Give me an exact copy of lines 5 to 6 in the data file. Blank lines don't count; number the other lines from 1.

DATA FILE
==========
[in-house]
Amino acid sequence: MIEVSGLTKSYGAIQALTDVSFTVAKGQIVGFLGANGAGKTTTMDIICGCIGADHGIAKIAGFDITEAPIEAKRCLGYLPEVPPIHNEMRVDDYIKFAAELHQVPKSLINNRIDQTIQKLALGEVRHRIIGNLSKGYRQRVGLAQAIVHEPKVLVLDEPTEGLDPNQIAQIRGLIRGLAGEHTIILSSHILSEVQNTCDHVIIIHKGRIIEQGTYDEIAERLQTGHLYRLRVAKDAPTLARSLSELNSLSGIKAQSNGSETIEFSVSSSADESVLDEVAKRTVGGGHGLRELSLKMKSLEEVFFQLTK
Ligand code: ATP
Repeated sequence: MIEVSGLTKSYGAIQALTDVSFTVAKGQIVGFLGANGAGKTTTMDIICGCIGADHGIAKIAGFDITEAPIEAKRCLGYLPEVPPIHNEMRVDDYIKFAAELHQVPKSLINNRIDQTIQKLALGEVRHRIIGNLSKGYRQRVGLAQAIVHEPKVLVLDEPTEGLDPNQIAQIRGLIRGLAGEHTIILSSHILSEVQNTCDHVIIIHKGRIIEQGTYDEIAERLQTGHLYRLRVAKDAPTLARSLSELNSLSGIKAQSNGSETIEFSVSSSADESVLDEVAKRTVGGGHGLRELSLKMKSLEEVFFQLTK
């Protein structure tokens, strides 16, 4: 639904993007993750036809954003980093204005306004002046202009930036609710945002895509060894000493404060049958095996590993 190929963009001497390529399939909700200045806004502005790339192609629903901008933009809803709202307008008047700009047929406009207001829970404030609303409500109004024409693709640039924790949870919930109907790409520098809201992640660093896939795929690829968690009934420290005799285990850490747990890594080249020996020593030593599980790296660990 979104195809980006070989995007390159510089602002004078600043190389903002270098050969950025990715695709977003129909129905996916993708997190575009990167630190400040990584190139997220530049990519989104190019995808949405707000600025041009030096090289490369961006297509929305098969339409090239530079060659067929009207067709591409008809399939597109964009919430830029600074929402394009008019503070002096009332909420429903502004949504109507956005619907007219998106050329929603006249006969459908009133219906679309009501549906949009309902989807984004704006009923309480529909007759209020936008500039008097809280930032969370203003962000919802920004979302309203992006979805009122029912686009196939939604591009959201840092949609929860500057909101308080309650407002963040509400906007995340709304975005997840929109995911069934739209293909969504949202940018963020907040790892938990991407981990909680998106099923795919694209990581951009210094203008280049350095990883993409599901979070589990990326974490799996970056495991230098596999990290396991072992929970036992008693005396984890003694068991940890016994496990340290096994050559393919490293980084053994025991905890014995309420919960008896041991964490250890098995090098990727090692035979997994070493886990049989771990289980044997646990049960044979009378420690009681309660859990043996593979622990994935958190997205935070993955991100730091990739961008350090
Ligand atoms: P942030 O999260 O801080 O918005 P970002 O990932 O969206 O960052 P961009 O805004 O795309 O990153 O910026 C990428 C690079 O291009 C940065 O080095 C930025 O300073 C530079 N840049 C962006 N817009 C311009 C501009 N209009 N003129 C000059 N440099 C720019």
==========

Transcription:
């Protein structure tokens, strides 16, 4: 639904993007993750036809954003980093204005306004002046202009930036609710945002895509060894000493404060049958095996590993 190929963009001497390529399939909700200045806004502005790339192609629903901008933009809803709202307008008047700009047929406009207001829970404030609303409500109004024409693709640039924790949870919930109907790409520098809201992640660093896939795929690829968690009934420290005799285990850490747990890594080249020996020593030593599980790296660990 979104195809980006070989995007390159510089602002004078600043190389903002270098050969950025990715695709977003129909129905996916993708997190575009990167630190400040990584190139997220530049990519989104190019995808949405707000600025041009030096090289490369961006297509929305098969339409090239530079060659067929009207067709591409008809399939597109964009919430830029600074929402394009008019503070002096009332909420429903502004949504109507956005619907007219998106050329929603006249006969459908009133219906679309009501549906949009309902989807984004704006009923309480529909007759209020936008500039008097809280930032969370203003962000919802920004979302309203992006979805009122029912686009196939939604591009959201840092949609929860500057909101308080309650407002963040509400906007995340709304975005997840929109995911069934739209293909969504949202940018963020907040790892938990991407981990909680998106099923795919694209990581951009210094203008280049350095990883993409599901979070589990990326974490799996970056495991230098596999990290396991072992929970036992008693005396984890003694068991940890016994496990340290096994050559393919490293980084053994025991905890014995309420919960008896041991964490250890098995090098990727090692035979997994070493886990049989771990289980044997646990049960044979009378420690009681309660859990043996593979622990994935958190997205935070993955991100730091990739961008350090
Ligand atoms: P942030 O999260 O801080 O918005 P970002 O990932 O969206 O960052 P961009 O805004 O795309 O990153 O910026 C990428 C690079 O291009 C940065 O080095 C930025 O300073 C530079 N840049 C962006 N817009 C311009 C501009 N209009 N003129 C000059 N440099 C720019």